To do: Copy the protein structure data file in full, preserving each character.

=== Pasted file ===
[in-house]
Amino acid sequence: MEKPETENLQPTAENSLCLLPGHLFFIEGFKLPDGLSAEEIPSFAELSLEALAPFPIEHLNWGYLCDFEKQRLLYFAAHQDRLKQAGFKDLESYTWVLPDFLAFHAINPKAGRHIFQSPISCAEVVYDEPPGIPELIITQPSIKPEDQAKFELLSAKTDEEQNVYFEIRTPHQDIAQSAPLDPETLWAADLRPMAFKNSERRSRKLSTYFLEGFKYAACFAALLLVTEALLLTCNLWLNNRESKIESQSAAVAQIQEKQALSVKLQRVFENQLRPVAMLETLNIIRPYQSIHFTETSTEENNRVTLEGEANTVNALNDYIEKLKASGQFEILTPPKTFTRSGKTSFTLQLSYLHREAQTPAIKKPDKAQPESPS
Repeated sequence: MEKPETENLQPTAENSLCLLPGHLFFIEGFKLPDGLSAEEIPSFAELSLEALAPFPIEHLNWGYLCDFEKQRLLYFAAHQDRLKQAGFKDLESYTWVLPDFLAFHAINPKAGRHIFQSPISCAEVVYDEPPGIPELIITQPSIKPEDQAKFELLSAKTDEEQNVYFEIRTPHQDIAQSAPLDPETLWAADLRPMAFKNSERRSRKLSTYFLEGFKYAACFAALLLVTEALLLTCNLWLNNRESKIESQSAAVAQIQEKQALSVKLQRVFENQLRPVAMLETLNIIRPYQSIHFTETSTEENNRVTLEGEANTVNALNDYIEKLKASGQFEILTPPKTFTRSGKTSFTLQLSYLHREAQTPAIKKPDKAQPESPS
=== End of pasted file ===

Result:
[in-house]
Amino acid sequence: MEKPETENLQPTAENSLCLLPGHLFFIEGFKLPDGLSAEEIPSFAELSLEALAPFPIEHLNWGYLCDFEKQRLLYFAAHQDRLKQAGFKDLESYTWVLPDFLAFHAINPKAGRHIFQSPISCAEVVYDEPPGIPELIITQPSIKPEDQAKFELLSAKTDEEQNVYFEIRTPHQDIAQSAPLDPETLWAADLRPMAFKNSERRSRKLSTYFLEGFKYAACFAALLLVTEALLLTCNLWLNNRESKIESQSAAVAQIQEKQALSVKLQRVFENQLRPVAMLETLNIIRPYQSIHFTETSTEENNRVTLEGEANTVNALNDYIEKLKASGQFEILTPPKTFTRSGKTSFTLQLSYLHREAQTPAIKKPDKAQPESPS
Repeated sequence: MEKPETENLQPTAENSLCLLPGHLFFIEGFKLPDGLSAEEIPSFAELSLEALAPFPIEHLNWGYLCDFEKQRLLYFAAHQDRLKQAGFKDLESYTWVLPDFLAFHAINPKAGRHIFQSPISCAEVVYDEPPGIPELIITQPSIKPEDQAKFELLSAKTDEEQNVYFEIRTPHQDIAQSAPLDPETLWAADLRPMAFKNSERRSRKLSTYFLEGFKYAACFAALLLVTEALLLTCNLWLNNRESKIESQSAAVAQIQEKQALSVKLQRVFENQLRPVAMLETLNIIRPYQSIHFTETSTEENNRVTLEGEANTVNALNDYIEKLKASGQFEILTPPKTFTRSGKTSFTLQLSYLHREAQTPAIKKPDKAQPESPS